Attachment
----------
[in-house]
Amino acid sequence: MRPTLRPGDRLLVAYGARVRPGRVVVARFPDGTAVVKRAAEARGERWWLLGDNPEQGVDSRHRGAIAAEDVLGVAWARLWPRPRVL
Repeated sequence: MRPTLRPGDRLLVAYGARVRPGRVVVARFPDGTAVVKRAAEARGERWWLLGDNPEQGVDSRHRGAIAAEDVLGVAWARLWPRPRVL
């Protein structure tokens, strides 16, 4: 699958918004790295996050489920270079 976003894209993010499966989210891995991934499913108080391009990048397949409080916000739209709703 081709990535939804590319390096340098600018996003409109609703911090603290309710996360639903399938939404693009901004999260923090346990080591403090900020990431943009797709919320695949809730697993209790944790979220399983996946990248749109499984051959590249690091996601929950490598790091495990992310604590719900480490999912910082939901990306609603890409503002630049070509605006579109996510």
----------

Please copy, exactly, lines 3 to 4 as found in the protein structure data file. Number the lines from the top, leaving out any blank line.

Repeated sequence: MRPTLRPGDRLLVAYGARVRPGRVVVARFPDGTAVVKRAAEARGERWWLLGDNPEQGVDSRHRGAIAAEDVLGVAWARLWPRPRVL
């Protein structure tokens, strides 16, 4: 699958918004790295996050489920270079 976003894209993010499966989210891995991934499913108080391009990048397949409080916000739209709703 081709990535939804590319390096340098600018996003409109609703911090603290309710996360639903399938939404693009901004999260923090346990080591403090900020990431943009797709919320695949809730697993209790944790979220399983996946990248749109499984051959590249690091996601929950490598790091495990992310604590719900480490999912910082939901990306609603890409503002630049070509605006579109996510």